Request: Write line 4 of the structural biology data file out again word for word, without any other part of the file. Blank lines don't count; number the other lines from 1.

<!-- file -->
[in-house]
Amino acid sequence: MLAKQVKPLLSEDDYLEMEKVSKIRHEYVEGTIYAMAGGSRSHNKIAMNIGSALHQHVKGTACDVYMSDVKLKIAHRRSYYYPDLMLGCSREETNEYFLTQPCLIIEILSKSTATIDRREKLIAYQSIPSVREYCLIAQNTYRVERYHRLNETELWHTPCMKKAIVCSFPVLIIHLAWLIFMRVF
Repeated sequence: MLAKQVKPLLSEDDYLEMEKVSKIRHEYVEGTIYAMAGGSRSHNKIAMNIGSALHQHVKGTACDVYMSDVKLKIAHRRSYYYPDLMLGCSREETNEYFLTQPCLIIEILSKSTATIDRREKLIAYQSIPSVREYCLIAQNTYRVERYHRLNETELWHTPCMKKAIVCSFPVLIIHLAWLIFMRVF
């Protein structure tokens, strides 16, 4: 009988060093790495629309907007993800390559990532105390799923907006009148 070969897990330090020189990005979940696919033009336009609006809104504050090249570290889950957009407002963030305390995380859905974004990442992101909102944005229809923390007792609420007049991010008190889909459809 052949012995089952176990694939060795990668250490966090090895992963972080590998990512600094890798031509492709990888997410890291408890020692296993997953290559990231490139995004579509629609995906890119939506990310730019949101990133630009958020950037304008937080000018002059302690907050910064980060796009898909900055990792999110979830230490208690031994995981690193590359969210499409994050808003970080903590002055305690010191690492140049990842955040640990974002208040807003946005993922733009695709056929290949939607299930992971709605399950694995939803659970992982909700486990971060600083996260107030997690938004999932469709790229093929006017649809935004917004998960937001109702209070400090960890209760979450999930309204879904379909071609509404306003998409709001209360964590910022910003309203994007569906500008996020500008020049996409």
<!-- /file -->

């Protein structure tokens, strides 16, 4: 009988060093790495629309907007993800390559990532105390799923907006009148 070969897990330090020189990005979940696919033009336009609006809104504050090249570290889950957009407002963030305390995380859905974004990442992101909102944005229809923390007792609420007049991010008190889909459809 052949012995089952176990694939060795990668250490966090090895992963972080590998990512600094890798031509492709990888997410890291408890020692296993997953290559990231490139995004579509629609995906890119939506990310730019949101990133630009958020950037304008937080000018002059302690907050910064980060796009898909900055990792999110979830230490208690031994995981690193590359969210499409994050808003970080903590002055305690010191690492140049990842955040640990974002208040807003946005993922733009695709056929290949939607299930992971709605399950694995939803659970992982909700486990971060600083996260107030997690938004999932469709790229093929006017649809935004917004998960937001109702209070400090960890209760979450999930309204879904379909071609509404306003998409709001209360964590910022910003309203994007569906500008996020500008020049996409």